(3) Notwithstanding anything in this Act to the contrary, sections 3(a) and 3(b) of this Act shall not apply to indirect holdings in actively managed investment funds; provided that the public fund shall submit letters to the managers of these investment funds that contain coal, oil, natural gas, oil or natural gas services, and pipeline companies, informing the managers that the public fund intends to divest from coal, oil, natural gas, oil or natural gas services, and pipeline companies within five years and that the managers of these investment funds shall provide an alternative within that time period or the public fund shall divest from the actively managed investment funds.
(b) The public fund shall also conduct a search and evaluation of actively managed investment funds with indirect holdings devoid of coal, oil, natural gas, oil or natural gas services, and pipeline companies.
SECTION 5. Reporting. (a) The public fund shall file a publicly-available report to the legislature that includes the coal, oil, natural gas, oil or natural gas services, and pipeline companies list and investment levels within thirty days after the list is created, but no later than February 1, 2022.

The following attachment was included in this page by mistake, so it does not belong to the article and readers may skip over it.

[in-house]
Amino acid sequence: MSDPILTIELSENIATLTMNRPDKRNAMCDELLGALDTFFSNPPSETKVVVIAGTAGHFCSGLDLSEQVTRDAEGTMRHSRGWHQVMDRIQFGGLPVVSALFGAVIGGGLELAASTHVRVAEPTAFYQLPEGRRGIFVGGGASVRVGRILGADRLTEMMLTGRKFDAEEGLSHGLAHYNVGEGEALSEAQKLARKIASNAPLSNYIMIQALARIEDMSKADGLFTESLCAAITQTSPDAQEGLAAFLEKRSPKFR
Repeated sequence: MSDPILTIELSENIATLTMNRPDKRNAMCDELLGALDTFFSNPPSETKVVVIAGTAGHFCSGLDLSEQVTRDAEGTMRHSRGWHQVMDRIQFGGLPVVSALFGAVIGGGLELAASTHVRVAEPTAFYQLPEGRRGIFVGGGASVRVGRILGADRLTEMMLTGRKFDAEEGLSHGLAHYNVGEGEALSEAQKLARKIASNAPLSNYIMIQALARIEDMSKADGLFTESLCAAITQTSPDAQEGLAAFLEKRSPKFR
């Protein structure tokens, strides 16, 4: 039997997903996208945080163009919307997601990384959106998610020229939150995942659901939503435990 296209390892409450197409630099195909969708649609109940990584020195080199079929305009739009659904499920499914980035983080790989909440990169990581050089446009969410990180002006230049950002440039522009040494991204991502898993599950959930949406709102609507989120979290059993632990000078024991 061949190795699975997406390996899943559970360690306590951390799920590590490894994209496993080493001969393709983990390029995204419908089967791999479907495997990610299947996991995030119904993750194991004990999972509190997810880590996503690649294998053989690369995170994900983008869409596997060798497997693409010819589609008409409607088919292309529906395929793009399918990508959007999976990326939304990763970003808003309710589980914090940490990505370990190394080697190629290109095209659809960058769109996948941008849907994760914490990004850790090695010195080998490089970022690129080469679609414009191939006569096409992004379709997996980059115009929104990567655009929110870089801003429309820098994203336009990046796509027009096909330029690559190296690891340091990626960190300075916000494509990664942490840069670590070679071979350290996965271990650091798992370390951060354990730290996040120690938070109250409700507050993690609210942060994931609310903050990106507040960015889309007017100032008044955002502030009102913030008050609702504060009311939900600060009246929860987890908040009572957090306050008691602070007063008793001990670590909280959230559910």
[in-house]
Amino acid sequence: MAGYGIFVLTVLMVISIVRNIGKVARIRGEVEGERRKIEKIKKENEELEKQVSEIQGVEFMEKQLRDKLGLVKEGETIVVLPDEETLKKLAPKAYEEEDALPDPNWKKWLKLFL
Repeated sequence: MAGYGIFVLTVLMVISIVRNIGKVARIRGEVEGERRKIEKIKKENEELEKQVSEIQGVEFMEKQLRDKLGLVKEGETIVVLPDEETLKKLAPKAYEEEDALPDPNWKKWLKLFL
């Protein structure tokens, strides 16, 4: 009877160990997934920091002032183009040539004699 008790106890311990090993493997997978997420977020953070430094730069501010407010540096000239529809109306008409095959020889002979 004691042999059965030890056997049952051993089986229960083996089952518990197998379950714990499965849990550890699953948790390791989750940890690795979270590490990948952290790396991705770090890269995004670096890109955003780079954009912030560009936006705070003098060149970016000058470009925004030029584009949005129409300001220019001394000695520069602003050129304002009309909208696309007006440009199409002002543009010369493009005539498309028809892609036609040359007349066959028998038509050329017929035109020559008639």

(b) Annually thereafter, the public fund shall file a publicly-available report to the legislature that includes:
(1) All investments sold, redeemed, divested, or withdrawn in compliance with section 4 of this Act;
(2) All prohibited investments under section 4 of this Act, with levels of investments; and
(3) Any progress made under section 4 of this Act.
SECTION 6. Other legal obligations. With respect to actions taken in compliance with this Act, including all good faith determinations regarding companies as required by this Act, the public fund shall be exempt from any conflicting statutory or common law obligations, including any obligations with respect to choice of asset managers, investment funds, or investments for the public fund's securities portfolios.
SECTION 7. This Act shall take effect on July 1, 2050.
Employees' Retirement System; Investments; Divestment; Renewable Energy Sources
Requires the employees' retirement system to reevaluate its investments in coal, oil, natural gas, oil or natural gas services, and pipeline companies and over the next five years, divest of holdings in any companies that have a majority of its holdings invested in fossil fuels, rather than clean renewable energy sources. Effective 7/1/2050. (HD1)
The summary description of legislation appearing on this page is for informational purposes only and is not legislation or evidence of legislative intent.